It’s been a long time coming, but finally the Brooklyn Navy Yard has found a developer and a supermarket for its long-promised Admiral’s Row development project — and it seems like a great pairing.

Steiner Studios, the Navy Yard’s biggest tenant, will develop and fund the estimated $140,000,000 project. Highly regarded supermarket chain Wegmans will be one tenant in a larger 126,000 square foot industrial building. In return Steiner will get a 96-year lease from the Navy Yard and will collect rent from Wegmans and other tenants.


Steiner Studios, NYC’s largest movie studio complex, presented plans Wednesday night at a community board meeting to expand its empire by building six more stages on a vacant lot in the Navy Yard. They plan to construct six 16,000-square-foot sound stages at the northeast end of the Navy Yard, on a lot, above, bounded by Clymer Avenue to the north, Keap Street to the south, Kent to the east and Wallabout to the west.

And they want to build a New York City street backlot to help alleviate traffic problems and inconveniences caused by production companies filming in Brooklyn neighborhoods. Steiner also plans create a noise barrier by “artistically” stacking the shipping containers already on the lot and interspersing them with landscaping. See the rendering after the jump for an idea of what this might look like on Kent Avenue.

A couple of years ago, there was talk of putting retail in this spot. The auto auctions were cleared out from here several months ago. Construction of the new sound stages will bring an estimated 500 construction jobs to the area and roughly 600 permanent jobs, according to the movie studio. In addition, they will offer opportunities to students at the Brooklyn College Graduate School of Film under construction around the corner at 25 Washington Avenue, which is slated to welcome its first class in 2015.

Just up the road in south Williamsburg is 500 Kent Avenue, the site of a former power plant the state is decontaminating. It will likely become apartment buildings, as we reported earlier this week.


The mayor and other officials made appearances at a press conference at the Navy Yard yesterday for the ribbon cutting of five new sound stages at Steiner Studios. Via the official press release: “‘A little over a decade ago, New York City struggled to attract the lucrative production industry to film here,’ said Mayor Bloomberg. ‘Now the City is such a popular and prosperous home to hundreds of films and television shows, we have to work hard to keep up with the demand for stages and production facilities. These new soundstages at Steiner Studios will create jobs, and expanding our workforce development programs with new grants will help the next generation of production professionals start their careers on the right track.'” Steiner now has double the number of sound stages it did before, with the new ones adding 45,000 square feet of space. You gotta give it to Marty, though, who probably had the best quote of the day, as noted in the Eagle: “‘Forget La-La Land,’ said Borough President Marty Markowitz. “Steiner Studios and Brooklyn are ‘Hollywood East.'” And, finally, the ribbon cutting also came with news that the “Made in NY” Production Assistant Training Program, operated by nonprofit Brooklyn Workforce Innovations, will be co-locating its activities at the Brooklyn Navy Yard. The program has a high success rate for training people to get employment as PAs, and the vast majority of its graduates are minorities. Numerous movies and TV shows film or have filmed at Steiner, including “Boardwalk Empire” and “Bored to Death.”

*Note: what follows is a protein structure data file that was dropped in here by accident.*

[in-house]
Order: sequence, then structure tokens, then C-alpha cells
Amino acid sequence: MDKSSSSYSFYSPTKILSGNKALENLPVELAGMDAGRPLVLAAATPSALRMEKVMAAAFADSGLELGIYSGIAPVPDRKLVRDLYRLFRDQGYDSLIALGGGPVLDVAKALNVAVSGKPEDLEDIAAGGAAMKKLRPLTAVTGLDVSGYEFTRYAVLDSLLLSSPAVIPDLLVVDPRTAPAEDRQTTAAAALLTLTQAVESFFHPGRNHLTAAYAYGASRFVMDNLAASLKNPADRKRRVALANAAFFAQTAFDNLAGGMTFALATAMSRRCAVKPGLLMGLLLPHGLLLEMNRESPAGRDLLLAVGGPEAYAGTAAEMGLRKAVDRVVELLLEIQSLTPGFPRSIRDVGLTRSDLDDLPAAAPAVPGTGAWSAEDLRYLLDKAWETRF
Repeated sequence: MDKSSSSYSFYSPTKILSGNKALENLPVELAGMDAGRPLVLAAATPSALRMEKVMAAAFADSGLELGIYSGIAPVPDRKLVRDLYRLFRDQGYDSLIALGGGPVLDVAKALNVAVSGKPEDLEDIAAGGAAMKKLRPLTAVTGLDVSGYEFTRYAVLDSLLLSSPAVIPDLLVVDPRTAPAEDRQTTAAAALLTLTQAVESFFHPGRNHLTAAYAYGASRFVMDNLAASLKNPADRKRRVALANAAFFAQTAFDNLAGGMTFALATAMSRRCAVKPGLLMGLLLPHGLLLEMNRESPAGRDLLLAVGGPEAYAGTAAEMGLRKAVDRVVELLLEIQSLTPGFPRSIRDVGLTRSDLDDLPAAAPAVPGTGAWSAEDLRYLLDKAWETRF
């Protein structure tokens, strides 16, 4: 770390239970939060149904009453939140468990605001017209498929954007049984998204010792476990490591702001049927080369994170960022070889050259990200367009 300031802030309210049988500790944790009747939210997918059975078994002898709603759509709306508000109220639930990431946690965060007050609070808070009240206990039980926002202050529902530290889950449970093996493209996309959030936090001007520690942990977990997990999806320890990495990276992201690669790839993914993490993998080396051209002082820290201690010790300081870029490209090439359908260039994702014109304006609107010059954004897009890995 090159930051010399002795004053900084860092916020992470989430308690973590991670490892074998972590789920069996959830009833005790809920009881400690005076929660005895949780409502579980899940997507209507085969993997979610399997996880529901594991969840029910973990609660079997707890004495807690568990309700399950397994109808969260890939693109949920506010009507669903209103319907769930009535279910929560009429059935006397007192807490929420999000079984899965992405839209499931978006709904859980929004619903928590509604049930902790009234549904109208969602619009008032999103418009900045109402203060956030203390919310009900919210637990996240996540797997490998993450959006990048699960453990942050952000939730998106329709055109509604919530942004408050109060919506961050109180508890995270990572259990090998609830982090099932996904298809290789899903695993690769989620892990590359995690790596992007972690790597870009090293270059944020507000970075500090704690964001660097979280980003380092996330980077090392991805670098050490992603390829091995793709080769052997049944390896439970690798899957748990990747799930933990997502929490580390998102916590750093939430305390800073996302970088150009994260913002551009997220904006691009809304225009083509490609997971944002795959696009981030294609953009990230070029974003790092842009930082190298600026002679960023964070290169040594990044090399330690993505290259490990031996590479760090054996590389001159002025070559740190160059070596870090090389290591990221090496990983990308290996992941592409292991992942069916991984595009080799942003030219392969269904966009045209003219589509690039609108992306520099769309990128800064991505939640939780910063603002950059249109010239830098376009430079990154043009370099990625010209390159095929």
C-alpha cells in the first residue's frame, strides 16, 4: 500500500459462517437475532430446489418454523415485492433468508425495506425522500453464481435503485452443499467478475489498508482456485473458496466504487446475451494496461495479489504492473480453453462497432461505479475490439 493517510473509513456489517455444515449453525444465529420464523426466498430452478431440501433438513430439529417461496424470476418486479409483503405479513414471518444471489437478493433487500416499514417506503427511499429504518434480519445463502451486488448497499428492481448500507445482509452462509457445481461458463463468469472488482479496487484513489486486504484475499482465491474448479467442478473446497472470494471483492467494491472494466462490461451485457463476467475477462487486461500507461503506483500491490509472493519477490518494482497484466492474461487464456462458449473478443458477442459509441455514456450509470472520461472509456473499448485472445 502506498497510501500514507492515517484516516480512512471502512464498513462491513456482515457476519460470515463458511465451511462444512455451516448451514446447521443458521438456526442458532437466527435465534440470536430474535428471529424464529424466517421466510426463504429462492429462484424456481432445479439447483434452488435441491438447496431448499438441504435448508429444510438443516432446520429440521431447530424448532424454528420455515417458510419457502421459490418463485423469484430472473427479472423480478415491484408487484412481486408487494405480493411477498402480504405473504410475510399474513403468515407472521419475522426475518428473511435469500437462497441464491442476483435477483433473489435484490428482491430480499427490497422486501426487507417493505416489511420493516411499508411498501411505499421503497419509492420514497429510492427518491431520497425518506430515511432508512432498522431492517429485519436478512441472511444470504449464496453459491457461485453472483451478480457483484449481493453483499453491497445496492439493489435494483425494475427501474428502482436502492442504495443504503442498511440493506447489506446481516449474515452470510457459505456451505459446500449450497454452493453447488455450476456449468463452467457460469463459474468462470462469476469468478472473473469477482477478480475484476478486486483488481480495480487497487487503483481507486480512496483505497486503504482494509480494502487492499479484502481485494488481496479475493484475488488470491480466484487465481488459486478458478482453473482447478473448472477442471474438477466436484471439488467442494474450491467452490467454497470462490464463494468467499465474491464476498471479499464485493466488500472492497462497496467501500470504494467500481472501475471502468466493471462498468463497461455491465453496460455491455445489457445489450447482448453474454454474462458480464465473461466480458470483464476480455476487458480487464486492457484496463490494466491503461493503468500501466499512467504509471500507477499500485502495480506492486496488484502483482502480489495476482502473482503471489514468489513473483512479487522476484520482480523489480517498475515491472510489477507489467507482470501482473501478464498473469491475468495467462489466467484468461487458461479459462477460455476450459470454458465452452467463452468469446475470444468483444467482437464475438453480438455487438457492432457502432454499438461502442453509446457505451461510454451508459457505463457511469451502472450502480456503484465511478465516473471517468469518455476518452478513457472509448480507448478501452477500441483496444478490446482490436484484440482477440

Steiner Studios Opening Five New Sound Stages Today [NYO]
Steiner Studios Opens Five New Sound Stages [Crain’s]
Steiner Studios, ‘Hollywood East,’ Expands Facilities [Eagle]
Photo by Edward Reed via


The Local ran an interview with Steiner Studios honcho Douglas Steiner about the Navy Yard facility’s plans for the future, particularly its big expansion that includes the creation of several new sound stages and its partnership with Brooklyn College that will result in a graduate film school. Steiner says five new production stages should be completed by next May, allowing the studio to draw bigger feature films and that they’ll “be able to do more outdoor sets that mirror key New York neighborhoods – Chinatown, Wall Street, Midtown, Brownstone Brooklyn.” Steiner also says that aside from the partnership with Brooklyn College, he’s also in talks with Carnegie Mellon for the university to bring “their entertainment technology programs here.” And, finally, this impressive stat is trotted out: The studio expects to have around 6,000 people working there within the next 10-12 years.
Beyond the Fence: Q&A with Doug Steiner [The Local]